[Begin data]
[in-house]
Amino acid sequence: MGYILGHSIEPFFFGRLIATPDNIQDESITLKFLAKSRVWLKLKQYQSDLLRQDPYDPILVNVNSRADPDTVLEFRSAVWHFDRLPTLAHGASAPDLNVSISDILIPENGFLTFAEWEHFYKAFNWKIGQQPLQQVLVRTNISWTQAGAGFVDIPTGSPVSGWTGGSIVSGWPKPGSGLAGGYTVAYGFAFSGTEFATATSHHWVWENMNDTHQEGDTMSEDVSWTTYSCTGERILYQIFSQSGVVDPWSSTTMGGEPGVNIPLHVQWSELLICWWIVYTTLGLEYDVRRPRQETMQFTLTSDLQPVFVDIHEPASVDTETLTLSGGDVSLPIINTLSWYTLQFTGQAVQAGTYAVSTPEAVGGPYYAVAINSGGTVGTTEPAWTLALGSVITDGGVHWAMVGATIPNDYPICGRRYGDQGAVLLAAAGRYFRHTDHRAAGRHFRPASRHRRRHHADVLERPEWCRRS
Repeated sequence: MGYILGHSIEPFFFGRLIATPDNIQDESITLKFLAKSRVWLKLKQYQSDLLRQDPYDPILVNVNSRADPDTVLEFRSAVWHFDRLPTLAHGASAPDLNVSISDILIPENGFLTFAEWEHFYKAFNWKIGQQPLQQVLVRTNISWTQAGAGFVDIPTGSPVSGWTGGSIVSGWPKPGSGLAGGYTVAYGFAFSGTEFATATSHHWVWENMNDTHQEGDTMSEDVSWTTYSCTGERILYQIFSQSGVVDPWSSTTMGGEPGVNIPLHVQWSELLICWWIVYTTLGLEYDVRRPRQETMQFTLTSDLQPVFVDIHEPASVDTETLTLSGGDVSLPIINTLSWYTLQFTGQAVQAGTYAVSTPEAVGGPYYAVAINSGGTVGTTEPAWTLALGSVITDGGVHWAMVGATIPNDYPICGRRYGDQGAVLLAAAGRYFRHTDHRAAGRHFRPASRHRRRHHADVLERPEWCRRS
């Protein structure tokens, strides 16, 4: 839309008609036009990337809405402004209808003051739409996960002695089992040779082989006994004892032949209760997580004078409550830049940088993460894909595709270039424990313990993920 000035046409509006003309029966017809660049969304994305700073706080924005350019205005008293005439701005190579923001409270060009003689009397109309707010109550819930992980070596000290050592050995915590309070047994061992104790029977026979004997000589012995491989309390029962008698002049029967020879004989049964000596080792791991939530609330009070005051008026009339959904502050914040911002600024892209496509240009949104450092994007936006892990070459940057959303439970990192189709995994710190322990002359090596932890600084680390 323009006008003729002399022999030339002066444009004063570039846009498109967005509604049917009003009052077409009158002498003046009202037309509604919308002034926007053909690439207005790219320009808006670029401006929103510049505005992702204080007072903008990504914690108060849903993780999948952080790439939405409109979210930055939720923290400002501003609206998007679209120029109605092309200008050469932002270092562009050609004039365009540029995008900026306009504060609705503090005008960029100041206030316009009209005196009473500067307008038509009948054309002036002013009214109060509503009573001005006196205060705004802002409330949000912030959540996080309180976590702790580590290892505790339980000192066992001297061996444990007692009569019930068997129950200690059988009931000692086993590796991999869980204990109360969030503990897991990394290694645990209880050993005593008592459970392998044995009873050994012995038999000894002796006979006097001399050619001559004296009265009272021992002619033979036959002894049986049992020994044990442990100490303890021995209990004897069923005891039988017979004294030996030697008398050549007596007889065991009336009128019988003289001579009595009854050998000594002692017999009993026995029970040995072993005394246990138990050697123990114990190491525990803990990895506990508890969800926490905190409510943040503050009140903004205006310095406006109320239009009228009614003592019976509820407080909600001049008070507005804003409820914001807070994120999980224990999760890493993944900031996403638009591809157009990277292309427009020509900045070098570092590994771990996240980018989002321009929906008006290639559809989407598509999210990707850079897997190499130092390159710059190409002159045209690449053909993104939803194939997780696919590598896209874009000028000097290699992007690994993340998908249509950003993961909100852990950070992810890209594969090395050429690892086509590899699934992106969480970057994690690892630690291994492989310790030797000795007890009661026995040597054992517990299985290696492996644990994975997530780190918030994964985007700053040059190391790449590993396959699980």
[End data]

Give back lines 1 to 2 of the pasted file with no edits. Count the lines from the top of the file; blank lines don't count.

[in-house]
Amino acid sequence: MGYILGHSIEPFFFGRLIATPDNIQDESITLKFLAKSRVWLKLKQYQSDLLRQDPYDPILVNVNSRADPDTVLEFRSAVWHFDRLPTLAHGASAPDLNVSISDILIPENGFLTFAEWEHFYKAFNWKIGQQPLQQVLVRTNISWTQAGAGFVDIPTGSPVSGWTGGSIVSGWPKPGSGLAGGYTVAYGFAFSGTEFATATSHHWVWENMNDTHQEGDTMSEDVSWTTYSCTGERILYQIFSQSGVVDPWSSTTMGGEPGVNIPLHVQWSELLICWWIVYTTLGLEYDVRRPRQETMQFTLTSDLQPVFVDIHEPASVDTETLTLSGGDVSLPIINTLSWYTLQFTGQAVQAGTYAVSTPEAVGGPYYAVAINSGGTVGTTEPAWTLALGSVITDGGVHWAMVGATIPNDYPICGRRYGDQGAVLLAAAGRYFRHTDHRAAGRHFRPASRHRRRHHADVLERPEWCRRS